The Role of Experts in a Democratic Society
Keywords:division of epistemic labor, Expertism, Epistemic democracy, Authority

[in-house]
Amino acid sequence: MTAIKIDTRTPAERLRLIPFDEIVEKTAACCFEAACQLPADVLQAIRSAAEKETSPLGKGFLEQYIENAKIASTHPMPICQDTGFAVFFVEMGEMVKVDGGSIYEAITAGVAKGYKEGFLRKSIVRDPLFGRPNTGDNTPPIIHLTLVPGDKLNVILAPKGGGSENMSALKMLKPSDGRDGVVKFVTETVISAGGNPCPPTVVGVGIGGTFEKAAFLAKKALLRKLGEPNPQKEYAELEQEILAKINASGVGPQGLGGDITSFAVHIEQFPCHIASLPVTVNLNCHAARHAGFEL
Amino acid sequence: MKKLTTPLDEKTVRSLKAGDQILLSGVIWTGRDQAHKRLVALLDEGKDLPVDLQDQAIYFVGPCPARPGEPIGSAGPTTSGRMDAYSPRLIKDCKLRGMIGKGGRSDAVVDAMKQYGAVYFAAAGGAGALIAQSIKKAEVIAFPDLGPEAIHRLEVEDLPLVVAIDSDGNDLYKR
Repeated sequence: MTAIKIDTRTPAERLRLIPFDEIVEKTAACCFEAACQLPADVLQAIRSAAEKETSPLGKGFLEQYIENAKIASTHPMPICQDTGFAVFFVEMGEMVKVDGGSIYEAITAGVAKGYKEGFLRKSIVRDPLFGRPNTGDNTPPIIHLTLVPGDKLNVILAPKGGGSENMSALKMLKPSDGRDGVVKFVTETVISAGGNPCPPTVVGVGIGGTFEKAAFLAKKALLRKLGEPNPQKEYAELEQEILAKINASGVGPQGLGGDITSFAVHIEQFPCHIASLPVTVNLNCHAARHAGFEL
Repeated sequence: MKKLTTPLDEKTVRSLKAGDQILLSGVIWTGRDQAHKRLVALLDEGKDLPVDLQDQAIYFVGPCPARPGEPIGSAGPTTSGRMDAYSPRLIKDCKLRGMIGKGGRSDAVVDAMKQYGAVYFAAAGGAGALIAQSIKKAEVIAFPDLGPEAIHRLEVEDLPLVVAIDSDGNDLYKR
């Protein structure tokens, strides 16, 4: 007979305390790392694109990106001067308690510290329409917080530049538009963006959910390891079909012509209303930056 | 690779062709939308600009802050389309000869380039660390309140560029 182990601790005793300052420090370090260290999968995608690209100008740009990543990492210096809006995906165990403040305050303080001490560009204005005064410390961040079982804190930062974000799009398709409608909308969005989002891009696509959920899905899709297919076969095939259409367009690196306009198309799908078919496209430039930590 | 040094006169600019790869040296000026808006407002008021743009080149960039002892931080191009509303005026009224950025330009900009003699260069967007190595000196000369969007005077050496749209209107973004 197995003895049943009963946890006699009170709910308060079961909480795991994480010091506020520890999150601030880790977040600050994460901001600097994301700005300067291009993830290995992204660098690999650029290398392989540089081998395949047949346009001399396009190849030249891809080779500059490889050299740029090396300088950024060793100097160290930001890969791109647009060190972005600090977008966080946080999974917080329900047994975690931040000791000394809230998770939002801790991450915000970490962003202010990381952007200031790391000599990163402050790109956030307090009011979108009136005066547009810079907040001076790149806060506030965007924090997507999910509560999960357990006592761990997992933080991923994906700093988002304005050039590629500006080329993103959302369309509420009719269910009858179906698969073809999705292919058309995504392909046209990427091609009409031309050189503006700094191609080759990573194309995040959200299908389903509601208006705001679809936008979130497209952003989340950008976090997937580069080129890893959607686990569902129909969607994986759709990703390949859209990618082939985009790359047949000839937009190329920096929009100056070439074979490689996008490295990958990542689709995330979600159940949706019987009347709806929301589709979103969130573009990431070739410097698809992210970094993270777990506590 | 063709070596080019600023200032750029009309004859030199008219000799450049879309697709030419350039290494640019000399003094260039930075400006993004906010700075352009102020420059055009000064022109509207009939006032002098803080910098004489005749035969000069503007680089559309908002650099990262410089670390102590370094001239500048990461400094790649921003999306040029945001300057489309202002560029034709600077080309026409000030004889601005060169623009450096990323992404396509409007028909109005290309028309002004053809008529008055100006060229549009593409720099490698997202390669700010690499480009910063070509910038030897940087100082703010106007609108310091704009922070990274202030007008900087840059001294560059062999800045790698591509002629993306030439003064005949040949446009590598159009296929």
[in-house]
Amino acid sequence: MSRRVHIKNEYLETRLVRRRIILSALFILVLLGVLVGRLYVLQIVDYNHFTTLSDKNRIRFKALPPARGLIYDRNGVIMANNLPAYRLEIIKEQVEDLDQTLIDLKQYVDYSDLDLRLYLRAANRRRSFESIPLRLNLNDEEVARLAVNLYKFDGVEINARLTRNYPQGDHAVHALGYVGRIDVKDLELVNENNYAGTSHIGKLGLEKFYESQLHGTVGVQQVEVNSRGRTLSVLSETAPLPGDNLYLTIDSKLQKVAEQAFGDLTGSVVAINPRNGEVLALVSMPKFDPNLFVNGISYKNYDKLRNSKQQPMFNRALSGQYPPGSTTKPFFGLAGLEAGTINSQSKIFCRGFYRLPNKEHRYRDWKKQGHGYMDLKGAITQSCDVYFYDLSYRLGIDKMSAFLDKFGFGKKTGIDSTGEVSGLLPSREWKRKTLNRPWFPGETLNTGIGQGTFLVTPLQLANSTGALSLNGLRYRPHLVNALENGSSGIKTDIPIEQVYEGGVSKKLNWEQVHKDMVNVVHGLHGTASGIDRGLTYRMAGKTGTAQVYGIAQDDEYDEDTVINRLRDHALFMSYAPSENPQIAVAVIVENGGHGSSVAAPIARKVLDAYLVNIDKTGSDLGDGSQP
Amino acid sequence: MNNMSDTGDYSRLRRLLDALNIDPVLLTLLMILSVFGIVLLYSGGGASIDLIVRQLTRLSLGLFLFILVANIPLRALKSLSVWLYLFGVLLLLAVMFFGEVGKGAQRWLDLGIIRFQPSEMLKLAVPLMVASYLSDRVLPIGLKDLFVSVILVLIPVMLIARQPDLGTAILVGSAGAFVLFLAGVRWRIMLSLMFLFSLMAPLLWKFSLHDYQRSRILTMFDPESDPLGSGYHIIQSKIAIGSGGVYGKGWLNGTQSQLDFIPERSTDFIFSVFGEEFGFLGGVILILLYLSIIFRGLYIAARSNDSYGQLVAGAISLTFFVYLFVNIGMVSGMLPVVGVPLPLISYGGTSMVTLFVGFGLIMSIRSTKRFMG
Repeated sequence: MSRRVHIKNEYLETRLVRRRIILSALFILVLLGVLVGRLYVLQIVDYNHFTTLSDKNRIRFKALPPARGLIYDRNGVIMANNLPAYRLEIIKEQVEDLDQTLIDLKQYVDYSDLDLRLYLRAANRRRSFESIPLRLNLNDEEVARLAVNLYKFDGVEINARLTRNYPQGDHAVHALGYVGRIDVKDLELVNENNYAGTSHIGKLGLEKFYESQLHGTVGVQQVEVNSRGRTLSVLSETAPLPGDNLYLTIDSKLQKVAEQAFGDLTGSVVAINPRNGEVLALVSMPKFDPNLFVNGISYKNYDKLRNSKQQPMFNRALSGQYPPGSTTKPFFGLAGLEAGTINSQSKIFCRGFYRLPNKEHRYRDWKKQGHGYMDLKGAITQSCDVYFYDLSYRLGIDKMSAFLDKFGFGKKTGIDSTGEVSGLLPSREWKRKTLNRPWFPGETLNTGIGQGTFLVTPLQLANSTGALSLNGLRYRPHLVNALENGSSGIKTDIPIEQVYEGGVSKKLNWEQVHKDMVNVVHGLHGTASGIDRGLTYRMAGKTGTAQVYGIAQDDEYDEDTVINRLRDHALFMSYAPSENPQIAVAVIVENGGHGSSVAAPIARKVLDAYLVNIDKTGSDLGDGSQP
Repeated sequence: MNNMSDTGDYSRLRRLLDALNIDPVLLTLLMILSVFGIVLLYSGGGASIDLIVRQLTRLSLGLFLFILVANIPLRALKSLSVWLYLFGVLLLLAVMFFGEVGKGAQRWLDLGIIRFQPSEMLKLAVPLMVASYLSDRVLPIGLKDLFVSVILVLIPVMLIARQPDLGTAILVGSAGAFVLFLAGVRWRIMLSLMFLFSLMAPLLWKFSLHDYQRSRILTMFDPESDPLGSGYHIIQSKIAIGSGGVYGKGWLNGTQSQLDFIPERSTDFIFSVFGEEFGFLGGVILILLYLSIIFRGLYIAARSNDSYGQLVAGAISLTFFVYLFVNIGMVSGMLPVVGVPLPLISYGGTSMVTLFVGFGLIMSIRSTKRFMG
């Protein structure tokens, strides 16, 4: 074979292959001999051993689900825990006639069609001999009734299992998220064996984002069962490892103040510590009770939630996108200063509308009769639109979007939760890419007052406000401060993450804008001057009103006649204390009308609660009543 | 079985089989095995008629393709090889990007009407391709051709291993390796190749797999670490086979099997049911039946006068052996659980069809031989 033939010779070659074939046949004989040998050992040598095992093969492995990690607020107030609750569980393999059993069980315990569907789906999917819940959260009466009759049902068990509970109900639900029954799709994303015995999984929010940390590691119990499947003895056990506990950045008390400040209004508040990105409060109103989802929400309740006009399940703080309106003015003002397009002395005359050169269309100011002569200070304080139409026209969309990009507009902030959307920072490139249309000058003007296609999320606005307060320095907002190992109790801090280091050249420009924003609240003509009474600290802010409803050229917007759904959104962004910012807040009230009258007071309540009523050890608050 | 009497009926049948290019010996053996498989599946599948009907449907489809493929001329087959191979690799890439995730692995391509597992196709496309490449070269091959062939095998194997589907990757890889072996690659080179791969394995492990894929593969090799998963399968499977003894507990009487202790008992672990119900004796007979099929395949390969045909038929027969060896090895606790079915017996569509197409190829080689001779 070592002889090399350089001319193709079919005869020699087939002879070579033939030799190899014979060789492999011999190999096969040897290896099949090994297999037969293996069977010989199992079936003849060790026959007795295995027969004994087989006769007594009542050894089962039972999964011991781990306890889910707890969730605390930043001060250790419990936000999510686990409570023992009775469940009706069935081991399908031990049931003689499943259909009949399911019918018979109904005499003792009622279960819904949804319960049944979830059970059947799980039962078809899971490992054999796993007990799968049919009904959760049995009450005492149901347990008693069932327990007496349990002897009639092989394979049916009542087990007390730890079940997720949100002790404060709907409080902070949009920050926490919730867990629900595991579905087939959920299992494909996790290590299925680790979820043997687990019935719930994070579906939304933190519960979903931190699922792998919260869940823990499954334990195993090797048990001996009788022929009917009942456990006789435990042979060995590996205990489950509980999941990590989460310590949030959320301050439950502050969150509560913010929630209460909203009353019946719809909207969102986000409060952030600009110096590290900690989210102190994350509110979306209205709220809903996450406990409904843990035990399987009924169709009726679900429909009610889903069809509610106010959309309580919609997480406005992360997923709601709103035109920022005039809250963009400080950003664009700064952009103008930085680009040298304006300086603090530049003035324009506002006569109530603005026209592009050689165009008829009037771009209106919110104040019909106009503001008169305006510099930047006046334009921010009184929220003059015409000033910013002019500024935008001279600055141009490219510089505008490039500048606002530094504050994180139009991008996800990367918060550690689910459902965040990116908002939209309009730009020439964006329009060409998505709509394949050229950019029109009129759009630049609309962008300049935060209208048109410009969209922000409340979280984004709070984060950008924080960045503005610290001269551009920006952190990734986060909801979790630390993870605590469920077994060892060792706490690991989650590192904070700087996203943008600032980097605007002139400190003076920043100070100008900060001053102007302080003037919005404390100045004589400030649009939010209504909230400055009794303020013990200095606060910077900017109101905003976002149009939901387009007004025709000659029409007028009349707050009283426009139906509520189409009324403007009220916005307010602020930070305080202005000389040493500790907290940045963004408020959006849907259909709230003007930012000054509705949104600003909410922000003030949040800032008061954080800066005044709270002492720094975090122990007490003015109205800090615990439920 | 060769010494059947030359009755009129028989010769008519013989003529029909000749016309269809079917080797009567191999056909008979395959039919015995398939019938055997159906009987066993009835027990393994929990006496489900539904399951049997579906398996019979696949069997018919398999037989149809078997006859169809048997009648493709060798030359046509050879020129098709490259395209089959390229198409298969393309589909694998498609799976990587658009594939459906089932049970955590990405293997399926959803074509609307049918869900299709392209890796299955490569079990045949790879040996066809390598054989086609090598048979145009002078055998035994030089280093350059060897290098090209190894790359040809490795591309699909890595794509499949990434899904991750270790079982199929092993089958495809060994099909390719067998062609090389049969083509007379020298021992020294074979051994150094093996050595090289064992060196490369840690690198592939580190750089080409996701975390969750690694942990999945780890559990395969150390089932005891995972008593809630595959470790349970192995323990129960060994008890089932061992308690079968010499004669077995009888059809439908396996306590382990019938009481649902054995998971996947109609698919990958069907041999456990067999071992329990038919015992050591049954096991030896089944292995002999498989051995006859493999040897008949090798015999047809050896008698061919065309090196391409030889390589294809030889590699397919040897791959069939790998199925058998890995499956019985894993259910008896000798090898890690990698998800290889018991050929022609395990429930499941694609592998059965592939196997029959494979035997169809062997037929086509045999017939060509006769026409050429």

Democratic procedures are characterized by the equal status of all citizens participating in the decision-making process. This procedural fairness represents one of the central aspects of democracy's legitimacy-generating potential and should not be rejected or weakened. However, citizens specialize in different areas and inevitably some citizens become more competent (i.e. become experts) regarding some political issues. Democratic procedure would loose much of its appeal if it would be unable to take advantage of the experts' knowledge. In this paper I follow Kitcher and Christiano in embracing a form of division of epistemic (and political) labour - citizens and their political representatives should deliberate and set aims the political community is to pursue, while experts and policy-makers should devise means (laws, public policies and political decisions) needed to achieve the aims set by citizens. However, citizens should not blindly trust the experts - their epistemic authority is derivative and social and academic networks and structures should be employed in order to enable citizens to assess and evaluate experts' competence, but experts' impartiality regarding the issue at hand as well. Consequently, the process should not be unidirectional: experts should be able to help citizens select feasible and coherent aims, while citizens should be able to help experts in creating policies and decisions. Deliberative democracy is an appropriate political setting for this kind of bidirectional communication.
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